U.S. commercial truck companies. “The technology is commercial,
but can be leveraged for the defense industry,” said Elmes.
“This is a mature technology,” he said. The system
fits in the existing engine hole, so the upgrade is relatively simple,
The U.S. truck industry was the target customer for MorElectric,
The MorElectric system will provide heating, cooling and accessory
power—including battery charging—without idling the
engine. Idling a truck engine when the vehicle is parked is a common
means of providing cabin heat or cooling while a driver sleeps or
does paperwork. This practice uses fuel inefficiently, increases
engine maintenance, creates additional exhaust emissions and generally
increases operating expenses.
With this technology, a flywheel generator/starter provides electrical
power to drive several accessories on a “flow-on-demand”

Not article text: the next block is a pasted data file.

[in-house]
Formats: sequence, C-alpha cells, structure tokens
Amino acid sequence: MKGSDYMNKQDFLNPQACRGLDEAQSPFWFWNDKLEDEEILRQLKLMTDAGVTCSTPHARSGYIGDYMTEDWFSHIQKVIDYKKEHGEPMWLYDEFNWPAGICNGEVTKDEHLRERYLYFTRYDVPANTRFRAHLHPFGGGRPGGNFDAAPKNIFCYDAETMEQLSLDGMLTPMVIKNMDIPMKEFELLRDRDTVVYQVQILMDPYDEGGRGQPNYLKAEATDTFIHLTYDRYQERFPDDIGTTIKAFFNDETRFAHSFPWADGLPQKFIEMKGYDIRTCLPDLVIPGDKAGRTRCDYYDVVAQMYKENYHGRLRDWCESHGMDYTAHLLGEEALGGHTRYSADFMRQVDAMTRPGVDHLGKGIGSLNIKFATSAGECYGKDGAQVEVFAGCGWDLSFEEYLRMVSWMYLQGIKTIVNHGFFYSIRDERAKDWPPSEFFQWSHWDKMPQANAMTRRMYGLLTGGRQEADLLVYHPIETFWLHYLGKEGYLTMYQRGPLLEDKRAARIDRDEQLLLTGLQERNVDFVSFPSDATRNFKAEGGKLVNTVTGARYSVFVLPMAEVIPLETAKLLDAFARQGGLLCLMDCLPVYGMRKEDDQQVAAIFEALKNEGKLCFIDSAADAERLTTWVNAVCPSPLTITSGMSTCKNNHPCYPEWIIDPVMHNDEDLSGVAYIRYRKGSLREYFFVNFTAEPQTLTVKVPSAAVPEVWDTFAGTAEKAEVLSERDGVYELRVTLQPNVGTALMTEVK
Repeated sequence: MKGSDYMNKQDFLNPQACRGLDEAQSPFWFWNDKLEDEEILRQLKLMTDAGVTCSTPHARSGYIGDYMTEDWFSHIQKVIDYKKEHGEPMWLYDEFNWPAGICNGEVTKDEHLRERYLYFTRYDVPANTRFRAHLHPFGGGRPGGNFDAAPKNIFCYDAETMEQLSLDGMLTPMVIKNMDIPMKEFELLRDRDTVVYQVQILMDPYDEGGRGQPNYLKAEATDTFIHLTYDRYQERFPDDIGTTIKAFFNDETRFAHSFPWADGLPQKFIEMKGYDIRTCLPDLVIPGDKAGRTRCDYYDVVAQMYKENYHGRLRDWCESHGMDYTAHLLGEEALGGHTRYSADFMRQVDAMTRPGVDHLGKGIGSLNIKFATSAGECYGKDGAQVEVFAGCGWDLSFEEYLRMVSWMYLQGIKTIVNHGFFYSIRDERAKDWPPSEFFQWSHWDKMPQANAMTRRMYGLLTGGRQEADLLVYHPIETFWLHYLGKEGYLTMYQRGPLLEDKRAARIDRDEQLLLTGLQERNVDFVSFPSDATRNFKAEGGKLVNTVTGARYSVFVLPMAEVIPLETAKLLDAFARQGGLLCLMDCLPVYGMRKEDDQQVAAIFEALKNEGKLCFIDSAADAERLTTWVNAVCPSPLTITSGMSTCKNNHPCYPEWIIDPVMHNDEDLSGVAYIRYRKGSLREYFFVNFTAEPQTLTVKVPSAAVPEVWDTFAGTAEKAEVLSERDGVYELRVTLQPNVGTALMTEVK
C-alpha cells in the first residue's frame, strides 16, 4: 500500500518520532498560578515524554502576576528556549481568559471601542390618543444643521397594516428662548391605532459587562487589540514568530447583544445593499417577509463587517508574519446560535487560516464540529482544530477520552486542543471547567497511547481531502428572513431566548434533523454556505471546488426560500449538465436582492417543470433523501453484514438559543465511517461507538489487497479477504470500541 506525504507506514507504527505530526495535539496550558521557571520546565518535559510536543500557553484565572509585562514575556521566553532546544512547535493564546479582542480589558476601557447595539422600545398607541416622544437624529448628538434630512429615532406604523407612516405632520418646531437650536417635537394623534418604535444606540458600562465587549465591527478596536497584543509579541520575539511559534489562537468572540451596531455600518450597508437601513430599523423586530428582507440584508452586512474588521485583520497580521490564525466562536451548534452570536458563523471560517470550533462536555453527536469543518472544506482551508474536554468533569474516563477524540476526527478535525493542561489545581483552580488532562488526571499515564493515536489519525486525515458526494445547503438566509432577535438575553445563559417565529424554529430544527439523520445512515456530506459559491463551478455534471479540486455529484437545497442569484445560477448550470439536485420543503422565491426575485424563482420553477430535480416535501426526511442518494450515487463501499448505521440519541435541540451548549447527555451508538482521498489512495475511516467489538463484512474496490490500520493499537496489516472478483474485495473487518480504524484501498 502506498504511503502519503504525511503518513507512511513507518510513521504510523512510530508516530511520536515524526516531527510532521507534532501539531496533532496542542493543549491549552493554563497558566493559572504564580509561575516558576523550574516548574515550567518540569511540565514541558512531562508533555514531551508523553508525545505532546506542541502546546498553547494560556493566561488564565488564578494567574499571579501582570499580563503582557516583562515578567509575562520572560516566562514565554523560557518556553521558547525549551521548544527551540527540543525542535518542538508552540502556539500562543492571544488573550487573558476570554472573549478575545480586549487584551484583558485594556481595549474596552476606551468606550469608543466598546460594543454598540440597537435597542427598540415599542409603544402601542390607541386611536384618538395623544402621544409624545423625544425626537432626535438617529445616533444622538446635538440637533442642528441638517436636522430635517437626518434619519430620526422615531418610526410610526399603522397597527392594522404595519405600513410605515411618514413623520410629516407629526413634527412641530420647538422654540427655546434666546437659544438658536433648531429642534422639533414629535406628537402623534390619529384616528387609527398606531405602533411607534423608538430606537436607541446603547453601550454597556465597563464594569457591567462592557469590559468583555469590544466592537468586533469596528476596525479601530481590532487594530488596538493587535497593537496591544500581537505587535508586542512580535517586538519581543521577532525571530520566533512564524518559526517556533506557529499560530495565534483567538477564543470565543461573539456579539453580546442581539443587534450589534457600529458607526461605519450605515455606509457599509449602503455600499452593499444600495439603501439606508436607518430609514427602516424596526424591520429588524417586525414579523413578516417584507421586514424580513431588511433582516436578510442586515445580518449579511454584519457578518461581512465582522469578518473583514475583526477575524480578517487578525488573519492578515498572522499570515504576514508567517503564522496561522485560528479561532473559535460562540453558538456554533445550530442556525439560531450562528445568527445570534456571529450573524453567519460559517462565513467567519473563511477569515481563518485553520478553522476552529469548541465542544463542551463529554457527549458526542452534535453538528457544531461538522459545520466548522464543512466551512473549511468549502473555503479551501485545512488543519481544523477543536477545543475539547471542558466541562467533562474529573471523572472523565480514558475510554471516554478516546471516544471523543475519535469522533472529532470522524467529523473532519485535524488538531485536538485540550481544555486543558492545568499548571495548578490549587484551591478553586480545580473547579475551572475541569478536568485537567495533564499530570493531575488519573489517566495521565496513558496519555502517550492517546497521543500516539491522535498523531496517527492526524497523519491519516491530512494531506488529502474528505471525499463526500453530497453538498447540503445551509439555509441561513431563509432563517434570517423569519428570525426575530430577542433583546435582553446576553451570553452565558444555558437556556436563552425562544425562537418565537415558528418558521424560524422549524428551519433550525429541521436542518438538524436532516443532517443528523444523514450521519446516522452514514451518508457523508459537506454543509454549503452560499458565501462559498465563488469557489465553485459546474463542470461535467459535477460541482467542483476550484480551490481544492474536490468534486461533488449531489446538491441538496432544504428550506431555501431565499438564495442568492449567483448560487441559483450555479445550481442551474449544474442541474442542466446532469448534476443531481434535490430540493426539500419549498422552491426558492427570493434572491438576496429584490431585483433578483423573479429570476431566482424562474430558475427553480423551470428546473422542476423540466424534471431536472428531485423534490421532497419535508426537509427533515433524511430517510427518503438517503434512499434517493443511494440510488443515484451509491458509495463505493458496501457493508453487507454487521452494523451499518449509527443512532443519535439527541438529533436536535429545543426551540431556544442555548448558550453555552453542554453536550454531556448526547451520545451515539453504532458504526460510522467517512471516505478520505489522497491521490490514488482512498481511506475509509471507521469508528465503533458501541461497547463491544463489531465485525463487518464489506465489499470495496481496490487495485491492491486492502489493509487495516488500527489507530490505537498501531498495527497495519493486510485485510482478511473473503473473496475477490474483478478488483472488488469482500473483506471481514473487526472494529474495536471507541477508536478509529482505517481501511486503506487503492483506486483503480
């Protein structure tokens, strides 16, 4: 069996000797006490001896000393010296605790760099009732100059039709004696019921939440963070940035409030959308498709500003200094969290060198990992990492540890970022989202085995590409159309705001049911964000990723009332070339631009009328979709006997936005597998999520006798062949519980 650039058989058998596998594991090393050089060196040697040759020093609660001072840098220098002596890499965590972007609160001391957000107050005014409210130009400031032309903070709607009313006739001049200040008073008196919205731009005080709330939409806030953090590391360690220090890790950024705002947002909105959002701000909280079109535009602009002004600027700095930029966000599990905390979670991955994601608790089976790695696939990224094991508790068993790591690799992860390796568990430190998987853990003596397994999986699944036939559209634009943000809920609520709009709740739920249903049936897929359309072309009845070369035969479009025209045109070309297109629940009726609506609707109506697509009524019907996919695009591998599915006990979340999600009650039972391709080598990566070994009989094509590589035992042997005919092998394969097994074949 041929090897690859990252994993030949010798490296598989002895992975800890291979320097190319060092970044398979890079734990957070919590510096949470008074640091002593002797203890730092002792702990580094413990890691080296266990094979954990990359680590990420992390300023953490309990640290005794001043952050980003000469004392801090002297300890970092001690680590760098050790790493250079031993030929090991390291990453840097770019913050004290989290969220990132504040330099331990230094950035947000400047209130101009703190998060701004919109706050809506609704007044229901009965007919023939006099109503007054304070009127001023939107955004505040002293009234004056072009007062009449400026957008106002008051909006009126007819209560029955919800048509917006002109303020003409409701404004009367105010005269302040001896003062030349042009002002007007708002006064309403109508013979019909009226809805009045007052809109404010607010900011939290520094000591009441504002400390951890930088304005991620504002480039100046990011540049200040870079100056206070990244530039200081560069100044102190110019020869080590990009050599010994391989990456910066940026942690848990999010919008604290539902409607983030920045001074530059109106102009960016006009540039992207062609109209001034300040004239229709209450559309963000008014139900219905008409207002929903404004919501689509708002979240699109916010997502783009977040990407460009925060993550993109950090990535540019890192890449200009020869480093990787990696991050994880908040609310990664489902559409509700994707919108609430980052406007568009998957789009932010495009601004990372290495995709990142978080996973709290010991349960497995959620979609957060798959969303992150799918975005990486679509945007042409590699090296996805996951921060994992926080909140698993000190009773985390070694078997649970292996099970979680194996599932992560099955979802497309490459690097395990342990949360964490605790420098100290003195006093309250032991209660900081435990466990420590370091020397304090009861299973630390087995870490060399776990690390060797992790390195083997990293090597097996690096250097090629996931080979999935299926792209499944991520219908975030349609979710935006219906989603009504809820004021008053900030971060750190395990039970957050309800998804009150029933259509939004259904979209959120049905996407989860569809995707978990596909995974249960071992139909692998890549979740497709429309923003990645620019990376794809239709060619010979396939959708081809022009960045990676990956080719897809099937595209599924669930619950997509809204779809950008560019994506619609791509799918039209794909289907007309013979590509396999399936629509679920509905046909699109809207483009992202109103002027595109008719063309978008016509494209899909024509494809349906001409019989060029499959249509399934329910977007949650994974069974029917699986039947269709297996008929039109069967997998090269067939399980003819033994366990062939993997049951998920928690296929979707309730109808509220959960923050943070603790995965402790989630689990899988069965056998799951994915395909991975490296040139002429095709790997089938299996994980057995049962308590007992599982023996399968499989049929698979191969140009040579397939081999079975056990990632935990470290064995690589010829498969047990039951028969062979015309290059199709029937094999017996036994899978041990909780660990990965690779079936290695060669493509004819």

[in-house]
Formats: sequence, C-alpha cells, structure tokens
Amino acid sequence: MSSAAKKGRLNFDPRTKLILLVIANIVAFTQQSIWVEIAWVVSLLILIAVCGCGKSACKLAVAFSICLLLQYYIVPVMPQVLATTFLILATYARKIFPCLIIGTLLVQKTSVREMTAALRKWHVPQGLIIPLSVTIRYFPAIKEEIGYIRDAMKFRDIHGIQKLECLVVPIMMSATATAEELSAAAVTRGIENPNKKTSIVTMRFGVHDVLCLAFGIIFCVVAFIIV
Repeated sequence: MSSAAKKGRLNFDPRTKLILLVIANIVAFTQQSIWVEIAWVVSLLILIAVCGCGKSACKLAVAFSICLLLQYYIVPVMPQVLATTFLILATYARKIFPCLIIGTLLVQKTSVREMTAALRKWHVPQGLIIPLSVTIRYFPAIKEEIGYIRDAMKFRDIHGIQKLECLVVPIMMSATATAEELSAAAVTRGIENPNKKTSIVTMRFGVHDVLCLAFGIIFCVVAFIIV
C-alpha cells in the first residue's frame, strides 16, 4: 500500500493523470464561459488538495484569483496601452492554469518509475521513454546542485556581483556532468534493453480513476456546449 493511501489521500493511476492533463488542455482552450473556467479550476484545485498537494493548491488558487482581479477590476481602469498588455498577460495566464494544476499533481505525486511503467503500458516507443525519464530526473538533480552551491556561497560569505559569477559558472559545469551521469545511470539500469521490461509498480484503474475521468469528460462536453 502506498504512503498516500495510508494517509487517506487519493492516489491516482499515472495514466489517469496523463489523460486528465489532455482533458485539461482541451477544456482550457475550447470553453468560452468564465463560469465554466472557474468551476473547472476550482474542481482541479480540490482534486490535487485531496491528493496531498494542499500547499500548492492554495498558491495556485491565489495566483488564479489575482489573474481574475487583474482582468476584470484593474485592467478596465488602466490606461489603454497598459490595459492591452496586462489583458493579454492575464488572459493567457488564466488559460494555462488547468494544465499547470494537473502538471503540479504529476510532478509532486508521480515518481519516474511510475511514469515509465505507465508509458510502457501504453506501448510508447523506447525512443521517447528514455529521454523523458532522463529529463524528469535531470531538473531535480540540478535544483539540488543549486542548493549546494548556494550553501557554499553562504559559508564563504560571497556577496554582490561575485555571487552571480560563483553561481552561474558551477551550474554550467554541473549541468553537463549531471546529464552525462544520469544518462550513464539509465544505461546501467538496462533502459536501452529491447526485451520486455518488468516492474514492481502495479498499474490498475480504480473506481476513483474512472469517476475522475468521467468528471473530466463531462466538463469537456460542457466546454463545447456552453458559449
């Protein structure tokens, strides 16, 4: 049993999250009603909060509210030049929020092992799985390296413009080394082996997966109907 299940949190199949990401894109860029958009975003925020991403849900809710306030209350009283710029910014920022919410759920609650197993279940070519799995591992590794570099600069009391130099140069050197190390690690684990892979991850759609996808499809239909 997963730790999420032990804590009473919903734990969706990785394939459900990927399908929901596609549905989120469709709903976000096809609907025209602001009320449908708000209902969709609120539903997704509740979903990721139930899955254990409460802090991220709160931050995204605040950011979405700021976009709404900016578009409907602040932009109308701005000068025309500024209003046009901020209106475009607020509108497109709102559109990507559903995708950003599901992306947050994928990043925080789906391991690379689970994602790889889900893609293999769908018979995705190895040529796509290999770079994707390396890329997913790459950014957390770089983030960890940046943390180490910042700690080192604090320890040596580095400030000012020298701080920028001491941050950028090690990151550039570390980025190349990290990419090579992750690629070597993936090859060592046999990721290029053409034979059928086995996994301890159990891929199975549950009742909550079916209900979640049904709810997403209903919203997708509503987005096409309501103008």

approach. Some of the first accessories chosen to be converted to
the electrically driven system are the HVAC, air compressor and
oil and water pumps.
Caterpillar developed MorElectric in a partnership with Kenworth
Truck Company, Engineered Machined Products Inc., and Emerson, under
contract to the U.S. Department of Energy.
The program started in 2000, when the Department of Energy launched
a 42-month $4.4 million research effort to develop technology for
heavy-duty on-highway trucks that would save fuel and reduce emissions
through electrically driven engine accessories.
The demonstration/prototype truck designed under this program is
expected to result in fuel savings ranging from 9 to 18 percent.
The technology will be commercially available in 2004.
In the MorElectric system, the engine will drive a large generator.
The generator, which will double as a starting motor, will provide
power for electric motors driving accessories that currently are
mechanically powered by the engine, via belts or gears. Such a system,
says Caterpillar, would allow flexible vehicle design, because accessories
would no longer have to be located in or on the engine.